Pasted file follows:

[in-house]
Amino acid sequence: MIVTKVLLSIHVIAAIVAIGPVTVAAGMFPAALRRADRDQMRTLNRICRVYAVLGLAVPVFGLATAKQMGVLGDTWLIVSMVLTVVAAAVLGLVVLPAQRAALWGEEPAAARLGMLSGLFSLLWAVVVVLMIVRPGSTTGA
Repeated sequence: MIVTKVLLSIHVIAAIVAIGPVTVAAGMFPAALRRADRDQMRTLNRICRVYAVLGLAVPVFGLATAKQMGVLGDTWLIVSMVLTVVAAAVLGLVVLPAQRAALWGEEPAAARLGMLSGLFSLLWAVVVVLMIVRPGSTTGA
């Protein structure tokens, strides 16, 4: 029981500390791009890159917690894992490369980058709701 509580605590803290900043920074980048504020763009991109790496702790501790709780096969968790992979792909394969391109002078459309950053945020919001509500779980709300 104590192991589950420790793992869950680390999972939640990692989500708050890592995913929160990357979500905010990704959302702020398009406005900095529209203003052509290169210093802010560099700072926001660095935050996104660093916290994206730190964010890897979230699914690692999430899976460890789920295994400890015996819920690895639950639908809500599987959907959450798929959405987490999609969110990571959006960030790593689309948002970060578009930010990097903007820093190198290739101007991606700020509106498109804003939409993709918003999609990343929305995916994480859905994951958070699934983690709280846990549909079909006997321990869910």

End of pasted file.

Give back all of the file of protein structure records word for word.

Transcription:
[in-house]
Amino acid sequence: MIVTKVLLSIHVIAAIVAIGPVTVAAGMFPAALRRADRDQMRTLNRICRVYAVLGLAVPVFGLATAKQMGVLGDTWLIVSMVLTVVAAAVLGLVVLPAQRAALWGEEPAAARLGMLSGLFSLLWAVVVVLMIVRPGSTTGA
Repeated sequence: MIVTKVLLSIHVIAAIVAIGPVTVAAGMFPAALRRADRDQMRTLNRICRVYAVLGLAVPVFGLATAKQMGVLGDTWLIVSMVLTVVAAAVLGLVVLPAQRAALWGEEPAAARLGMLSGLFSLLWAVVVVLMIVRPGSTTGA
């Protein structure tokens, strides 16, 4: 029981500390791009890159917690894992490369980058709701 509580605590803290900043920074980048504020763009991109790496702790501790709780096969968790992979792909394969391109002078459309950053945020919001509500779980709300 104590192991589950420790793992869950680390999972939640990692989500708050890592995913929160990357979500905010990704959302702020398009406005900095529209203003052509290169210093802010560099700072926001660095935050996104660093916290994206730190964010890897979230699914690692999430899976460890789920295994400890015996819920690895639950639908809500599987959907959450798929959405987490999609969110990571959006960030790593689309948002970060578009930010990097903007820093190198290739101007991606700020509106498109804003939409993709918003999609990343929305995916994480859905994951958070699934983690709280846990549909079909006997321990869910």